increases only slightly during the rest of its travel. This makes for
inconvenience, so manufacturers invented audio taper or log taper (short for
logarithmic) pots. Most volume controls in audio gear are audio taper, while
some tone controls are linear taper.

Before we jump off this board, go back to the triangle in the middle, IC101. Look
again at the resistor directly underneath it. Youll now recognize this as a
variable resistor, similar to VR103. Theres a small symbol to the left of the slider
that looks like a screw head; this signifies that VR102 is a screwdriver-adjusting
pot rather than one controlled by a knob on the front panel. These are known as
trim pots, or trimmers; theyre typically used for an adjustment youd make once
when the device is new, then leave alone.

In this case,VR102 is connected to a couple of the ICs pins and to V-. It serves to
adjust the output of the amplifier to exactly zero volts when theres no signal
going through it. If there was a voltage present on the output when the bass
rolloff switch was set to Flat, this voltage would appear across the fader,
which would eventually get noisy and crackly.

More squiggles

Figure 2 shows a different type of schematic. This is a simplified diagram; youll


see these when a manufacturer (or an author) wants to illustrate a few salient
points about a circuit without including extraneous detail.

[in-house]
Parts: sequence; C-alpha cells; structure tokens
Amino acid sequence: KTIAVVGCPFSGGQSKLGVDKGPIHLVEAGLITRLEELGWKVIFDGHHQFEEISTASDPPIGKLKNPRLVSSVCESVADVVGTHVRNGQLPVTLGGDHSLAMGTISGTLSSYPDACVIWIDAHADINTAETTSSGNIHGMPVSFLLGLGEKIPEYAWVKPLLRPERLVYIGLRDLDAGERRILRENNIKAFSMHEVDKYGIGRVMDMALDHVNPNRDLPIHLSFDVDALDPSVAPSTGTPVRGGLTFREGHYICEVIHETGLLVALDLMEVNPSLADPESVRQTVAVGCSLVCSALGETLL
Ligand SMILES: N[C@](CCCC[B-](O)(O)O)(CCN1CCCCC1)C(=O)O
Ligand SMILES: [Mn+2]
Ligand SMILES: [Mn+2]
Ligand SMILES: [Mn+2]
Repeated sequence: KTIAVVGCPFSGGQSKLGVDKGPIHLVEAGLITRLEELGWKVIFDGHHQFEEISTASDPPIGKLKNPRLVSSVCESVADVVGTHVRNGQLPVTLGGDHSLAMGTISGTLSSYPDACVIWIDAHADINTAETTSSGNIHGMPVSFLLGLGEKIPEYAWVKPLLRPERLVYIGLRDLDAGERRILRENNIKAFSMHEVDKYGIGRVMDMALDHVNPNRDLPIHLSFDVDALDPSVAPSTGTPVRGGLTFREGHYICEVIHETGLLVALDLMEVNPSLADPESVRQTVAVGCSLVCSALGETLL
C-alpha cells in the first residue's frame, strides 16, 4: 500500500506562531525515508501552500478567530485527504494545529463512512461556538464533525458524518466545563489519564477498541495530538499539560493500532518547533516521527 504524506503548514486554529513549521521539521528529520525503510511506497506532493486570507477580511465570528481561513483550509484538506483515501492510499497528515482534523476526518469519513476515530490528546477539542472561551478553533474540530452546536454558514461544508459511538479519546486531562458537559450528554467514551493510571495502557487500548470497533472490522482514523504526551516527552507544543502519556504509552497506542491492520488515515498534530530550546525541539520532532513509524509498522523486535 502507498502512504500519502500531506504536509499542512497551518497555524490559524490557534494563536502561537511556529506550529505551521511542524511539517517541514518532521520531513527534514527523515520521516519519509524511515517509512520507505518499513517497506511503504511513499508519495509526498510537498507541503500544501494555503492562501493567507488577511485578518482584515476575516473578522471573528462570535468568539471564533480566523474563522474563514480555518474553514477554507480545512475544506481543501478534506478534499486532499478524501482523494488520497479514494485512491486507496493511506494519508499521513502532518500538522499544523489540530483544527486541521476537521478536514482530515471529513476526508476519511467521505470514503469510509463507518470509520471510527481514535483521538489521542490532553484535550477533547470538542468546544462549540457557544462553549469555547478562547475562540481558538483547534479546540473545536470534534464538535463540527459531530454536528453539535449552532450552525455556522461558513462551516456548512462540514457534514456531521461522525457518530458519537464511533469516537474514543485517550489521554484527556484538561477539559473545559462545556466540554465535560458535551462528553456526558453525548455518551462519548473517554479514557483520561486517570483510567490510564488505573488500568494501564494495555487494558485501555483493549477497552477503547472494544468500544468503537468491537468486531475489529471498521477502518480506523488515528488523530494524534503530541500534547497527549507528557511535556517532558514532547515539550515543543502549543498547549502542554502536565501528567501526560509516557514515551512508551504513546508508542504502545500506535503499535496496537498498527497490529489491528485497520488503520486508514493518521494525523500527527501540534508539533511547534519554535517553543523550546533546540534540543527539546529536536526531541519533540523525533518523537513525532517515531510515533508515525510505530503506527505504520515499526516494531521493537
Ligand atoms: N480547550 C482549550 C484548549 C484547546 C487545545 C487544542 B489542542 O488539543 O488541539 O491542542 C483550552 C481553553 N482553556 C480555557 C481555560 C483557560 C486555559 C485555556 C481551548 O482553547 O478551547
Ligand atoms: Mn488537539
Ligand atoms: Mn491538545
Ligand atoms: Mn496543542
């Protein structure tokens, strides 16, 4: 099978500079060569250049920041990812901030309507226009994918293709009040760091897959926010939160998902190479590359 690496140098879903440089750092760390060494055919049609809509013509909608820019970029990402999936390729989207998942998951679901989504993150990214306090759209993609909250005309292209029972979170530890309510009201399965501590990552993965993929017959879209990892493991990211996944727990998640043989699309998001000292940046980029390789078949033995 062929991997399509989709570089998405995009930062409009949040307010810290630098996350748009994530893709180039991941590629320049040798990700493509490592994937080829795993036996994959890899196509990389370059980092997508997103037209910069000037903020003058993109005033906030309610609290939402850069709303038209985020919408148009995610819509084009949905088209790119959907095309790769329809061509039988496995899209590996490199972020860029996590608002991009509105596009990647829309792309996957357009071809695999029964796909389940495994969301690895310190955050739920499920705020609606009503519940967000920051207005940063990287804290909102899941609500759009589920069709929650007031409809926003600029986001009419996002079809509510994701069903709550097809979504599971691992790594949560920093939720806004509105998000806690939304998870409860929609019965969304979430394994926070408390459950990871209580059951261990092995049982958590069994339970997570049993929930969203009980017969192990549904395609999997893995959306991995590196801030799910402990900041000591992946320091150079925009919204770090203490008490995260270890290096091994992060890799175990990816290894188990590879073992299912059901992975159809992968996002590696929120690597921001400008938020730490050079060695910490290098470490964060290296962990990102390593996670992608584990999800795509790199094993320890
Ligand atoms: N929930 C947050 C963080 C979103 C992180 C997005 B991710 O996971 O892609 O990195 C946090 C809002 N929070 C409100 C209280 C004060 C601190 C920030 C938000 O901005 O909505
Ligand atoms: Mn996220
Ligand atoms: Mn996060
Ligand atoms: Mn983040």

The drawing is a simplified schematic of the power supply from a guitar


amplifier (youll be seeing it again with discussion in the guitar mods article).
Notably absent are labels for most of the parts, along with such necessities as an
on/off switch. They exist, obviously, but they werent relevant to the article I
was writing.

Lets look at the new bits. We start again at the left side with a pair of terminals.
This being a power supply, these are probably intended to connect to a wall
outlet (117V in the USA). Occasionally youll see this indicated by a small
drawing of an electrical plug.

On the wires running from the input there are two small cylinders. These are
ferrite beads, hollow pieces of magnetically permeable material designed to slip
over wires. They can help filter out radio frequency garbage thats riding the
power line; you may also find them (or decide to install them) on signal inputs
and connections from wall-warts. (See Shut Up! part 2 in the 7/97 issue.)

Next comes a weird looking thing resembling an hourglass. This is one way of
denoting a metal oxide varistor, or MOV. These devices clamp voltages to a
specified level, preventing short-term overloads and spikes from making their
way into audio circuits (or digital circuits, where they can play havoc with the
data). Hanging a 150V MOV across the incoming AC line can help keep
equipment from making popping noises during line surges (as when, for
example, an air conditioning or refrigerator compressor turns on or off). MOVs
are also denoted by the symbol shown just below this one (its not connected to